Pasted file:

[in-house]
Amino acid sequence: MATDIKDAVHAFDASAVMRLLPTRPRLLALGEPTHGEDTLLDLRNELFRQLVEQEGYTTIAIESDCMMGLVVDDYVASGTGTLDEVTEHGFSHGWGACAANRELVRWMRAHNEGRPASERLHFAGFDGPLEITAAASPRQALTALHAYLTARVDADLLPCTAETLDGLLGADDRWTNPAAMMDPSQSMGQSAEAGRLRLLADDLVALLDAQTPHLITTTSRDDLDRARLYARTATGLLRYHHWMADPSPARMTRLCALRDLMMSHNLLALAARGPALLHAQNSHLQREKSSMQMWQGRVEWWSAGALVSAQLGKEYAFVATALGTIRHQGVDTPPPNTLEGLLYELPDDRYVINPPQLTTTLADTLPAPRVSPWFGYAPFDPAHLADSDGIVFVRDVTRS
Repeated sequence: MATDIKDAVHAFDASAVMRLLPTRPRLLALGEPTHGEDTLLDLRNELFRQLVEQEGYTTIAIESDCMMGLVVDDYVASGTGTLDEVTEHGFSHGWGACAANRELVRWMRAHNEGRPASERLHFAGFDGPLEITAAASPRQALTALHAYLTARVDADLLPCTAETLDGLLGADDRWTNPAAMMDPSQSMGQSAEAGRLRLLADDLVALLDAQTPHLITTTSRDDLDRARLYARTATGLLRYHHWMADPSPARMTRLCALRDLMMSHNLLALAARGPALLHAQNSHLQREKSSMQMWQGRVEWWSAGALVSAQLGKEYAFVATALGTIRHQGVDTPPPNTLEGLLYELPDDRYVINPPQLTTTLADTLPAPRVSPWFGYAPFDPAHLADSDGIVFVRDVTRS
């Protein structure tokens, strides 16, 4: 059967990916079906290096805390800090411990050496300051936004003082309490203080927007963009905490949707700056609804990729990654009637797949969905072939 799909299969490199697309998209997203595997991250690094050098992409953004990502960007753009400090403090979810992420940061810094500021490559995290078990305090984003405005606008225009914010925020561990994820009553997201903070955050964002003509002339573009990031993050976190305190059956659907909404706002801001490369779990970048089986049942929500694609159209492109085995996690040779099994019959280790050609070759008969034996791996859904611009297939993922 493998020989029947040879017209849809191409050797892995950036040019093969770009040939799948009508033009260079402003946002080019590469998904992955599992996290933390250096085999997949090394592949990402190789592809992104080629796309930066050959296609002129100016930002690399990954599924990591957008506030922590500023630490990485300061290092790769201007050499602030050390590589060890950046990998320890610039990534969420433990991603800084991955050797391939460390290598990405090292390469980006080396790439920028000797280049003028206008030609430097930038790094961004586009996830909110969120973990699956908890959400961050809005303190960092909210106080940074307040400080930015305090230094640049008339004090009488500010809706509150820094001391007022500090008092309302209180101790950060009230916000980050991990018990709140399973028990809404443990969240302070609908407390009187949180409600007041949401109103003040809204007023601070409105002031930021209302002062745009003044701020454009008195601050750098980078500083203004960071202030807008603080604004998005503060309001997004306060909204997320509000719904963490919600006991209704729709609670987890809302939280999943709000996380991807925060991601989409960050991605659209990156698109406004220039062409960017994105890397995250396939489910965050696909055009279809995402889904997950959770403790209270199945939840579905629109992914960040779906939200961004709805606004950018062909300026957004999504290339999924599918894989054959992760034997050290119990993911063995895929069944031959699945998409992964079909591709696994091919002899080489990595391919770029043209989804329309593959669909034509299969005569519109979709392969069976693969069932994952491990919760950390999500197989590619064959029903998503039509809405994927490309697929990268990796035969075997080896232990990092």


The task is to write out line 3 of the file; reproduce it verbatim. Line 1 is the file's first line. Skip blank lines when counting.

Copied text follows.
Repeated sequence: MATDIKDAVHAFDASAVMRLLPTRPRLLALGEPTHGEDTLLDLRNELFRQLVEQEGYTTIAIESDCMMGLVVDDYVASGTGTLDEVTEHGFSHGWGACAANRELVRWMRAHNEGRPASERLHFAGFDGPLEITAAASPRQALTALHAYLTARVDADLLPCTAETLDGLLGADDRWTNPAAMMDPSQSMGQSAEAGRLRLLADDLVALLDAQTPHLITTTSRDDLDRARLYARTATGLLRYHHWMADPSPARMTRLCALRDLMMSHNLLALAARGPALLHAQNSHLQREKSSMQMWQGRVEWWSAGALVSAQLGKEYAFVATALGTIRHQGVDTPPPNTLEGLLYELPDDRYVINPPQLTTTLADTLPAPRVSPWFGYAPFDPAHLADSDGIVFVRDVTRS